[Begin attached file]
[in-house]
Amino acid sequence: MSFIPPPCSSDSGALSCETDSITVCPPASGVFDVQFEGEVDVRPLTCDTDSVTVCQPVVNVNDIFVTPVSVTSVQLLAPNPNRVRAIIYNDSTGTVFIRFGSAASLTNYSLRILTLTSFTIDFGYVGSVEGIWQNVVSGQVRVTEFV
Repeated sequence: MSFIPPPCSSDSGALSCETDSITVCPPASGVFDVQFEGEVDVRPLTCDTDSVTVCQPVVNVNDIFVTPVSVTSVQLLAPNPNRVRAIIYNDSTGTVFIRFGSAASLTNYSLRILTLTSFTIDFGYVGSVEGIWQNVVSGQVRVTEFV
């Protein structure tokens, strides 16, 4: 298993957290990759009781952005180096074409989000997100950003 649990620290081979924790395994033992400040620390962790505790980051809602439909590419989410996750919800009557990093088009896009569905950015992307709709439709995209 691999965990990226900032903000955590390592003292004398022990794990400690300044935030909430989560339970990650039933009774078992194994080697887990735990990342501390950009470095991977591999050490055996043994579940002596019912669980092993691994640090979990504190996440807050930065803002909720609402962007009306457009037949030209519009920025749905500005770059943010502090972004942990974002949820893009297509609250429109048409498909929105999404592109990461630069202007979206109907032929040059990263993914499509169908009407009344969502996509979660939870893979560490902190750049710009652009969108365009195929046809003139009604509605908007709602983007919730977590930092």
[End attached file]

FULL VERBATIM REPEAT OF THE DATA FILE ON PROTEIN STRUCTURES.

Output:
[in-house]
Amino acid sequence: MSFIPPPCSSDSGALSCETDSITVCPPASGVFDVQFEGEVDVRPLTCDTDSVTVCQPVVNVNDIFVTPVSVTSVQLLAPNPNRVRAIIYNDSTGTVFIRFGSAASLTNYSLRILTLTSFTIDFGYVGSVEGIWQNVVSGQVRVTEFV
Repeated sequence: MSFIPPPCSSDSGALSCETDSITVCPPASGVFDVQFEGEVDVRPLTCDTDSVTVCQPVVNVNDIFVTPVSVTSVQLLAPNPNRVRAIIYNDSTGTVFIRFGSAASLTNYSLRILTLTSFTIDFGYVGSVEGIWQNVVSGQVRVTEFV
């Protein structure tokens, strides 16, 4: 298993957290990759009781952005180096074409989000997100950003 649990620290081979924790395994033992400040620390962790505790980051809602439909590419989410996750919800009557990093088009896009569905950015992307709709439709995209 691999965990990226900032903000955590390592003292004398022990794990400690300044935030909430989560339970990650039933009774078992194994080697887990735990990342501390950009470095991977591999050490055996043994579940002596019912669980092993691994640090979990504190996440807050930065803002909720609402962007009306457009037949030209519009920025749905500005770059943010502090972004942990974002949820893009297509609250429109048409498909929105999404592109990461630069202007979206109907032929040059990263993914499509169908009407009344969502996509979660939870893979560490902190750049710009652009969108365009195929046809003139009604509605908007709602983007919730977590930092």